Branding Your Art on Etsy: The Do's and Don'ts

Posted on September 21, 2017 | Updated on January 25, 2023

There are approximately 1.8 million sellers on Etsy and 45 million products listed for sale at any given time. Etsy is known for its handcrafted, unique, artistic items, so it is one of the premier places online for artists to sell their work and make a little money.

Yes, you can just list on eBay or even sell on your own site, but you won’t have the built-in 54 million members who are specifically interested in unique items offered by artists.

While there are millions of sellers, and not all are successful, there are a couple who stand out as Etsy success stories. For example, Bohemian Findings, based in St. Peters Bay, Canada, has racked up more than 1,108,026 sales since 2010. The key to the success of this Etsy shop is that it has a narrow niche focus.

Another successful Etsy store to study is Once More with Love. This store is based in Vancouver, Canada, and has an estimated 239,637 sales since 2015 and a five-star rating with more than 86,000 reviews. The key to their success is providing customized stickers.

Creating a Brand Page on Etsy

Starting a brand page on Etsy is fairly simple on the surface. If you want to attract fans and repeat buyers, you will need to think through your overall brand image. But more importantly, how you can make yourself memorable. The first step toward creating a successful brand page is to figure out a catchy name. Pick one that not only describes your product, but is also unique and easy to remember.

Some examples of stores on Etsy, in addition to those mentioned above, include brand names such as the Australian store My Bearded Pigeon — which has a logo of a simple gray pigeon with a white beard. It is unique and entertaining enough that visitors will remember the store page. Even though this particular brand name doesn’t describe the product, the owners have done an excellent job of making the page memorable with that fun logo and unique name.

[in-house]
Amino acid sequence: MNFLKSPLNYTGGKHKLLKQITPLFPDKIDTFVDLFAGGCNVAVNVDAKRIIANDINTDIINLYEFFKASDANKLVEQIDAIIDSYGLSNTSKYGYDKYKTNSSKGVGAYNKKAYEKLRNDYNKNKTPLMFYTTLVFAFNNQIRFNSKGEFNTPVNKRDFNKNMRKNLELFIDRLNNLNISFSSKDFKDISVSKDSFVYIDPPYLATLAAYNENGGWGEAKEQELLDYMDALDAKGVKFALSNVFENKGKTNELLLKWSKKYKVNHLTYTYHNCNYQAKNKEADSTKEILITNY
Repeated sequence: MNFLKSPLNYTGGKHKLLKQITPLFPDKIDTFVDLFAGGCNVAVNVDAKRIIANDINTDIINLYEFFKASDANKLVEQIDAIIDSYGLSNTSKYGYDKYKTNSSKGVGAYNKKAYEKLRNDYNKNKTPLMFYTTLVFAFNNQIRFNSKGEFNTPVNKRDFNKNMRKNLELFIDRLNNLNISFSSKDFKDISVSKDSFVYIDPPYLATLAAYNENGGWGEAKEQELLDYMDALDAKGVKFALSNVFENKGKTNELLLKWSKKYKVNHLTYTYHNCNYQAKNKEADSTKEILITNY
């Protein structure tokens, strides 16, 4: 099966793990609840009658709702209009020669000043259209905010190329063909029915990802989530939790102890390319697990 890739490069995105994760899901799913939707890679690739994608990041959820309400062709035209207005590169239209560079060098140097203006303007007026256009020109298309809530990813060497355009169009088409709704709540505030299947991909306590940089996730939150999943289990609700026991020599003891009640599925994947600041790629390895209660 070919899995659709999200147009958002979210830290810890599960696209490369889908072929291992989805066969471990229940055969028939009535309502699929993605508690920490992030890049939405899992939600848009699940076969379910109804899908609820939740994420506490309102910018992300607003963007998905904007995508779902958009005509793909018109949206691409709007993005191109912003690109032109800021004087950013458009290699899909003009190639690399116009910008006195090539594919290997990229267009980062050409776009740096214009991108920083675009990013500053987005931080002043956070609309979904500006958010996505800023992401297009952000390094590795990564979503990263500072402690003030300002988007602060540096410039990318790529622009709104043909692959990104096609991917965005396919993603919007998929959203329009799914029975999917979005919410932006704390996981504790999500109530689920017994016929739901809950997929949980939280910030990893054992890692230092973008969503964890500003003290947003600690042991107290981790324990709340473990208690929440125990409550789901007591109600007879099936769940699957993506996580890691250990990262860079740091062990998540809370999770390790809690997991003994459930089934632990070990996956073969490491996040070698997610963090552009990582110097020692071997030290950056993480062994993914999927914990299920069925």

Abacus Bead Creations makes it pretty clear with its name what type of jewelry designs it offers. The images of the bracelets are all similar in focus and sizing, which further develops the overall branding behind the page.

Getting to Know Your Competition

Once you have your branding in place with an amazing name and logo, you’ll want to spend some time studying your competition on Etsy. If you plan to sell jewelry, try to narrow down your offerings to a specific type of jewelry, such as necklaces.

Next, go to Etsy and browse through the jewelry/necklaces category. You can even refine further with a specific type of necklace, such as a choker. Choose sellers who have items closest to yours and click on the brand name to visit its page. Take notes on what the photos look like and what items they are offering, and think about how you can offer something better or different.

You also will want to do a search for the items you intend to sell. Let’s say you plan to sell vintage-looking lockets. You would search for “vintage-look lockets” and see what pops up. Who is your competition for that specific item? Take the time to study how they describe their products, the headlines/names they use and what the pricing structure is. This will tell you what the market will bear.